CDC: the coronavirus is airborne.

CDC finally acknowledged what scientists have been saying for months:

The virus isn't just spreading through large repiratory droplets that fall under gravity (6ft rule) but on small ones too that can travel farther. 1/3
newsweek.com/cdc-coronaviru…
This highlights the need for ventilation, in addition to masks, physical distancing, and hygiene. There are numerous examples of longer-distance aerosol transmission in indoor spaces. A few examples here: 2/3
This has been the defacto view in many countries. The Feb 3rd scientific study that characterized the virus even says "we propose that the disease could be transmitted by airborne transmission.."

The question is why it took us so long to accept it. 3/3
nature.com/articles/s4158…
Read 5 tweets
20 Sep
1. CDC: nearly 11,000 exposed to coronavirus on flights. Agency investigated 1,600 cases of people who flew while at risk of spreading the coronavirus, identifying nearly 11,000 people who potentially were exposed to the virus on flights 🧵
washingtonpost.com/local/traffica…
2. According to story, CDC contends viruses don't spread easily on planes w/air filtration systems, but being in close proximity to people for long periods is a problem. CDC’s guidance for travel is that staying home is safest. Indeed, in-flight transmission has been observed...
3. Yesterday researchers published an example of SARS-CoV-2 spread on planes. In March, a super-spreading event on a 10-hour London to Hanoi flight led to 16 Infections due to what is thought to be airborne transmission on the aircraft...
Read 5 tweets
20 Sep
1. Japan has a remarkably low death rate despite avoiding harsh lockdowns. That's because it a) recognized early that the virus doesn't just transmit at close distances, but also long-range & b) its public adheres to public health guidance. Western nations should emulate these 🧵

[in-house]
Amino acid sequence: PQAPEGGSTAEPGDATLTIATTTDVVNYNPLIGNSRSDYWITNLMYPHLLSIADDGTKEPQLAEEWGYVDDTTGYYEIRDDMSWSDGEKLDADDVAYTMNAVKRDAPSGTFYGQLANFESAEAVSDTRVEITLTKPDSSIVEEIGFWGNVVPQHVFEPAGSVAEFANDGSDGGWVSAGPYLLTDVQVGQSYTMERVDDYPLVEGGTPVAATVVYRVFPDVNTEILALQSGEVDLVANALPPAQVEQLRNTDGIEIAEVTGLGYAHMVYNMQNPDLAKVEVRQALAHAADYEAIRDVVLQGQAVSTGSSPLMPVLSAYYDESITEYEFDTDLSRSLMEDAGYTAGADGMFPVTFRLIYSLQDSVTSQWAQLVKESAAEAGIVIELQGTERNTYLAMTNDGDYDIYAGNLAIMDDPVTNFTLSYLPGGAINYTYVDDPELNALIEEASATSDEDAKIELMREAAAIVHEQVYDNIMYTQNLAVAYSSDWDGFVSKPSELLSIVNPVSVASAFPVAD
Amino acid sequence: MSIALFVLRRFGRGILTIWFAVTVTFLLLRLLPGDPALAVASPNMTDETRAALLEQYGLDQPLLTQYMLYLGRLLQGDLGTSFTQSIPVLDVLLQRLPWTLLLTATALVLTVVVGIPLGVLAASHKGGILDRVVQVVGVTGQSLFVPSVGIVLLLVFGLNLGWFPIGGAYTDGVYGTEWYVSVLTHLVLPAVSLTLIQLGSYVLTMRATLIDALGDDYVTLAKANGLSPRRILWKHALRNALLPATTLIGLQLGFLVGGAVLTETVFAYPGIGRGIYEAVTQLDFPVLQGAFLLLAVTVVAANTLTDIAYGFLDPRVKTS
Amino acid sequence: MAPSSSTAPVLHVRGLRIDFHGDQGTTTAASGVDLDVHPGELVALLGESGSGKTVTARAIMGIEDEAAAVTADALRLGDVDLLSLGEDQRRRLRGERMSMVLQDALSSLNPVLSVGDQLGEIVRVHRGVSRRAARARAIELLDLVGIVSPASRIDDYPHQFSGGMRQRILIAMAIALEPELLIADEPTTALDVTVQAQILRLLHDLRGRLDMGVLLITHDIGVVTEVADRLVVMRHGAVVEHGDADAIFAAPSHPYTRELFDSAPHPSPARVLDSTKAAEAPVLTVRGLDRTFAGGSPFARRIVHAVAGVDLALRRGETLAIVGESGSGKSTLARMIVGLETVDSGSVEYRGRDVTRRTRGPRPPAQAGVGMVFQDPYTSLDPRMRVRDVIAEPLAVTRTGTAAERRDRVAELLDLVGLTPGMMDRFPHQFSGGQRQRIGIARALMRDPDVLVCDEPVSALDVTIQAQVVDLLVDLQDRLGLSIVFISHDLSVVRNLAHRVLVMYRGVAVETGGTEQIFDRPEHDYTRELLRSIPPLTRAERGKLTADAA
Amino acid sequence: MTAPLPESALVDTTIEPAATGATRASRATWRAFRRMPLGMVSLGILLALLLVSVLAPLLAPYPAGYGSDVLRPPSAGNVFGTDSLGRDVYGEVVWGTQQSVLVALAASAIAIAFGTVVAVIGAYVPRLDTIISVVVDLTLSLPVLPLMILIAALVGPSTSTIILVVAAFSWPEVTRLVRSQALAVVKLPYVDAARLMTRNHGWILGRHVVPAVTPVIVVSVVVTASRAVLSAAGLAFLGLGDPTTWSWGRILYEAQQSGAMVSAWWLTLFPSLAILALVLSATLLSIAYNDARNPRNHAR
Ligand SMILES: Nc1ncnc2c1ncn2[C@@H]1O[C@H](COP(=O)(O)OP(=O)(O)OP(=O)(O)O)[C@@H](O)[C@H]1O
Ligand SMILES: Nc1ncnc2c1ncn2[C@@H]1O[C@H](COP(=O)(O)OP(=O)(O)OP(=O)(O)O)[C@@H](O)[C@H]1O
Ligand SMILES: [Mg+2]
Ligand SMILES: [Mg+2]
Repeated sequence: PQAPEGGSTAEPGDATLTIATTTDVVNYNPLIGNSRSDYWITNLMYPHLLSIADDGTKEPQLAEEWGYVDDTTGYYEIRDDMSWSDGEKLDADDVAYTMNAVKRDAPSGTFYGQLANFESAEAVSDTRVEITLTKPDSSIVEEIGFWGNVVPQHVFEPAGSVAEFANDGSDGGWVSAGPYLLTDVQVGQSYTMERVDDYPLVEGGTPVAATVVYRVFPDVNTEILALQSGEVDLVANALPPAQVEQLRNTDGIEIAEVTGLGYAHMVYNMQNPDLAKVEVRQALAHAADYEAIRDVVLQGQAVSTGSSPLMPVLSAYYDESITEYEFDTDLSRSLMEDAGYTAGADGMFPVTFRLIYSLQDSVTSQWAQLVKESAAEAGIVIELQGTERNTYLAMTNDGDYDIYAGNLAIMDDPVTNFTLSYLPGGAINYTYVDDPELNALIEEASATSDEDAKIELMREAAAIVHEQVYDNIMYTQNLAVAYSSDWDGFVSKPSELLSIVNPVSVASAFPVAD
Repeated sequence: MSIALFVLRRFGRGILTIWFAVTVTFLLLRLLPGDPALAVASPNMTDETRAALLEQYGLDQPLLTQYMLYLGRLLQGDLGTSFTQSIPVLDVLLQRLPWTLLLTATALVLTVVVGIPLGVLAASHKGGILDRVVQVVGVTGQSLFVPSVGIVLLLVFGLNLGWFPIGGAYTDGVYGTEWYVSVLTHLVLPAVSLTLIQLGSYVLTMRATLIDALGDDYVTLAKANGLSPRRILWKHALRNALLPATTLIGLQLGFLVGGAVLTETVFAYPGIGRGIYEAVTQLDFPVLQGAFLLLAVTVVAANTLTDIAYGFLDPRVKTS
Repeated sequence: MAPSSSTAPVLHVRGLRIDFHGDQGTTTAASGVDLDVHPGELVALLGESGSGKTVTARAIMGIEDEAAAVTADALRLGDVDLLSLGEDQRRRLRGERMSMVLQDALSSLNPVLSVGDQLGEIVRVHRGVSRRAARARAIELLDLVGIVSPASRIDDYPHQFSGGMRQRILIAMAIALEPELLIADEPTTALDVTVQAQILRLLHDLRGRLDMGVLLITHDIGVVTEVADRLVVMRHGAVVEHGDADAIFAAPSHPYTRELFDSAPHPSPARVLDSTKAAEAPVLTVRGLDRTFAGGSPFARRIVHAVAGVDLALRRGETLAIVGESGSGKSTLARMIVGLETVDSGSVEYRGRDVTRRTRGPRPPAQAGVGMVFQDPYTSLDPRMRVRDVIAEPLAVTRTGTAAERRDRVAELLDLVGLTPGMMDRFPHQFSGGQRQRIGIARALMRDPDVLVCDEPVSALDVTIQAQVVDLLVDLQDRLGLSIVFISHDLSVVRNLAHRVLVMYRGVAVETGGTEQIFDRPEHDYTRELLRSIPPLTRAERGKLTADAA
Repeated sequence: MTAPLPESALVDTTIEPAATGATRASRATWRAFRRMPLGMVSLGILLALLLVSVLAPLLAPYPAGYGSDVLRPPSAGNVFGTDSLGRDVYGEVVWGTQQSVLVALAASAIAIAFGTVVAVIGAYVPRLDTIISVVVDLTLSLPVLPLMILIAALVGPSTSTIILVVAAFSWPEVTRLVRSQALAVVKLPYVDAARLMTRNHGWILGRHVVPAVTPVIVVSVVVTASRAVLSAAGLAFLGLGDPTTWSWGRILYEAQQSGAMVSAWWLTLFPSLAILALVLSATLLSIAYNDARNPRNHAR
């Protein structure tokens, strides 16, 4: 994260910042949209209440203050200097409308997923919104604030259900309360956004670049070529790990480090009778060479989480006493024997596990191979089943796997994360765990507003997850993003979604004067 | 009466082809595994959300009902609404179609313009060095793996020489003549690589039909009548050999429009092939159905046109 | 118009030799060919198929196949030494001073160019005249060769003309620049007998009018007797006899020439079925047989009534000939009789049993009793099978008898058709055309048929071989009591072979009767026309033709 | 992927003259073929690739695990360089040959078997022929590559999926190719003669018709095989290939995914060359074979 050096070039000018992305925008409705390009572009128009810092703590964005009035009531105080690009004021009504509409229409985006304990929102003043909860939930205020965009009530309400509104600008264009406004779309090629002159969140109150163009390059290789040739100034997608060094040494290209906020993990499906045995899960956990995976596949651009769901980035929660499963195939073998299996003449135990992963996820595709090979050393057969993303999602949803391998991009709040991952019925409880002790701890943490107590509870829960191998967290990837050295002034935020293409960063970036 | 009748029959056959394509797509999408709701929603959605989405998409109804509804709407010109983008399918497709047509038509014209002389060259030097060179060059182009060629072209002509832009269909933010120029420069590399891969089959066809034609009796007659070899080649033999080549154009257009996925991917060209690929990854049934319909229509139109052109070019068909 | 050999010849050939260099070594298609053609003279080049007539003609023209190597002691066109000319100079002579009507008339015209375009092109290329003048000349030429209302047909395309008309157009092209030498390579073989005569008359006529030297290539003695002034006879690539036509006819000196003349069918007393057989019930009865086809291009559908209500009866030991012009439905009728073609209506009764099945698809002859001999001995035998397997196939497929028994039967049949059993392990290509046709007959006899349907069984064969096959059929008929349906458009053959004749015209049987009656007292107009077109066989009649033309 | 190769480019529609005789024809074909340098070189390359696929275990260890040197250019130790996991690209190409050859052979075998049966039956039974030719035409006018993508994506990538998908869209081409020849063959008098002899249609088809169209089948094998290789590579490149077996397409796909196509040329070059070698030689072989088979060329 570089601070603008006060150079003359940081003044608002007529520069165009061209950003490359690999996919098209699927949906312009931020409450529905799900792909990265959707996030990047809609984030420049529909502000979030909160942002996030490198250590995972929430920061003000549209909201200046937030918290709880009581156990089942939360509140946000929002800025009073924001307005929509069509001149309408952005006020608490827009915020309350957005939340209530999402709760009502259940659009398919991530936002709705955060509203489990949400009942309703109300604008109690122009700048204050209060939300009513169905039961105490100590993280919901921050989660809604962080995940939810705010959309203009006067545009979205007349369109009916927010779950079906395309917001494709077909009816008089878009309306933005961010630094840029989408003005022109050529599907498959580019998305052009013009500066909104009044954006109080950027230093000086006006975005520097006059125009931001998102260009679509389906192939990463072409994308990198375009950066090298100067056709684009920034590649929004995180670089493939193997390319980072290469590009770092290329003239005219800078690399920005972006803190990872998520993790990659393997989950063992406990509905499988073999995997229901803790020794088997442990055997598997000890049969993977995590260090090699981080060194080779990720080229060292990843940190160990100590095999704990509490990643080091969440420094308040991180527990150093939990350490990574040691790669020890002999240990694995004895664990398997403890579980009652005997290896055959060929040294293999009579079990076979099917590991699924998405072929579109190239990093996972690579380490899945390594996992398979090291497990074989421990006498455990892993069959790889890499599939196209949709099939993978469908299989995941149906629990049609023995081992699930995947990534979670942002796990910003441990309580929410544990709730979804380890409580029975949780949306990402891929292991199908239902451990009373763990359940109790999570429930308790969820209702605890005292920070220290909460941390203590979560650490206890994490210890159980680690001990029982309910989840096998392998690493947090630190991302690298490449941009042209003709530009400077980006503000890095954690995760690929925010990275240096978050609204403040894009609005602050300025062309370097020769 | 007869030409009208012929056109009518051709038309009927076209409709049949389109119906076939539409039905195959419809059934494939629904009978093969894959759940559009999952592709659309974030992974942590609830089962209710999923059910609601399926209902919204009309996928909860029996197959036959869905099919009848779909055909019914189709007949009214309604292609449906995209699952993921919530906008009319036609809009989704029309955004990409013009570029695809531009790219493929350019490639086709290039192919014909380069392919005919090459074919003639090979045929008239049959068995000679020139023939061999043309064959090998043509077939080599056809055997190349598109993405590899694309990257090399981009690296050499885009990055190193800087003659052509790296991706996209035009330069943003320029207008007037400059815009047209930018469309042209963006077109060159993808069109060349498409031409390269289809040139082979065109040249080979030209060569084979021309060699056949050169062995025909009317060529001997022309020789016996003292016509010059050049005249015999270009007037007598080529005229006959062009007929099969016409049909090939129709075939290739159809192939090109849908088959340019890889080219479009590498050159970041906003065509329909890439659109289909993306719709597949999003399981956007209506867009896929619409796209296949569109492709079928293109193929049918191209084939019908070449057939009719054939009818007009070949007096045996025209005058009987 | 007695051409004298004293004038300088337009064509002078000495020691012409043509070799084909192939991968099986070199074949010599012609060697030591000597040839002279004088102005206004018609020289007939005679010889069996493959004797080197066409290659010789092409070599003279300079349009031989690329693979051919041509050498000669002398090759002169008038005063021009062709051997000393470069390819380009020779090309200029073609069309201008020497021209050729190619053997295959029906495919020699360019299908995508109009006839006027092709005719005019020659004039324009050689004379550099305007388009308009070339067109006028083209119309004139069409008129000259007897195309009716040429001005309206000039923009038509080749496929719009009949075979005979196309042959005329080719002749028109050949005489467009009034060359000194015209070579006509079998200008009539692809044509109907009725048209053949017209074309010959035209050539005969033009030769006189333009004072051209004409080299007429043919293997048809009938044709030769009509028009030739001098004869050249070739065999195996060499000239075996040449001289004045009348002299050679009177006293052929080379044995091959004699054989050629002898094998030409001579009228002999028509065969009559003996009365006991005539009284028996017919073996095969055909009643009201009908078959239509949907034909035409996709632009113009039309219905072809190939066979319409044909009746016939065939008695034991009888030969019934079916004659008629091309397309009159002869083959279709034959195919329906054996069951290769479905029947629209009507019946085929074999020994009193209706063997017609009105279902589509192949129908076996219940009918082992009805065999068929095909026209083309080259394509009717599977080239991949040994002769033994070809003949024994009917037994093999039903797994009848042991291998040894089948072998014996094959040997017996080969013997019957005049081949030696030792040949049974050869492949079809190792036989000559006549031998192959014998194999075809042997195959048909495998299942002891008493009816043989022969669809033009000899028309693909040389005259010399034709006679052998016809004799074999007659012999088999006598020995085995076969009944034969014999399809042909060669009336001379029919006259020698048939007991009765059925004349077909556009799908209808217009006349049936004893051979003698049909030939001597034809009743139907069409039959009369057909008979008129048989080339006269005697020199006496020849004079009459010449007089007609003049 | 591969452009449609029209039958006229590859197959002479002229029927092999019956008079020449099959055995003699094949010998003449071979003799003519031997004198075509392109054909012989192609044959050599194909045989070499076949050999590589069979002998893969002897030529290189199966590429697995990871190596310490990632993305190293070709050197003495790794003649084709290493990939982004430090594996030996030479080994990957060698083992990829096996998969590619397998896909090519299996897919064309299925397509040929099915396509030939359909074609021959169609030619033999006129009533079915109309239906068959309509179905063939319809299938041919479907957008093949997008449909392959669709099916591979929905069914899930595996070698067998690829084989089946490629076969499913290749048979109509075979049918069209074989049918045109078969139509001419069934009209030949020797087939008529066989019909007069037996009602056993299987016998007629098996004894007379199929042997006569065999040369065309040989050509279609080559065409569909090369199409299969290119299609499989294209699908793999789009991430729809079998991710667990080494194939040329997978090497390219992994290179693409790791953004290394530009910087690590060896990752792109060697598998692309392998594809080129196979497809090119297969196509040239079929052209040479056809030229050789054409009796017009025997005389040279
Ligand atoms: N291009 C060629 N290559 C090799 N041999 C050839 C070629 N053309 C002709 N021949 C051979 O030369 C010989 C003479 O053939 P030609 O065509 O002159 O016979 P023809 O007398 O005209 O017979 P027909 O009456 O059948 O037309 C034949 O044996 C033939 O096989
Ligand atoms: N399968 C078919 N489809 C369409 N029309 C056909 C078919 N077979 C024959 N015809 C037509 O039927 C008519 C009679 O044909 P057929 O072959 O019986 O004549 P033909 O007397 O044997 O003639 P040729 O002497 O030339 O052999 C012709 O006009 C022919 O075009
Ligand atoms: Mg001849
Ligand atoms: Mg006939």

2. One feature of the virus is super-spreading where small minority can infect many others, often in crowded, poorly ventilated places. Few examples below👇. While @CDCgov, @WHO, others ignored or were too slow to acknowledge this, Japan embraced it early.
3. It did that by advocating for the 3 Cs: avoid close contact, crowded places, and closed spaces WITH POOR VENTILATION. In other words, the virus doesn't just come out of your mouth and fall to the ground within 6 ft, but can float in the air you breathe, so mix in fresh air.
Read 5 tweets
18 Sep
1. CDC: Super-spreading event on a 10-hour London➡️Hanoi flight w/16 Infections very likely acquired on board✈️.

"This finding...is generally in line with the mounting evidence that airborne transmission of SARS-CoV-2 is a major yet under-recognized transmission route"🧵
2. Authors go on: industry classifies in-flight transmission risk as very low & recommends only use of face masks w/o additional measures to increase physical distance, such as blocking the middle seats. "Our findings challenge these recommendations."
wwwnc.cdc.gov/eid/article/26…
3. This is why @FAScientists have asked the airlines to block the middle seat. It won't make the problem of long-range aerosols go away but will reduce the risk of short-range transmission: mailchi.mp/fas.org/airlin…
Read 6 tweets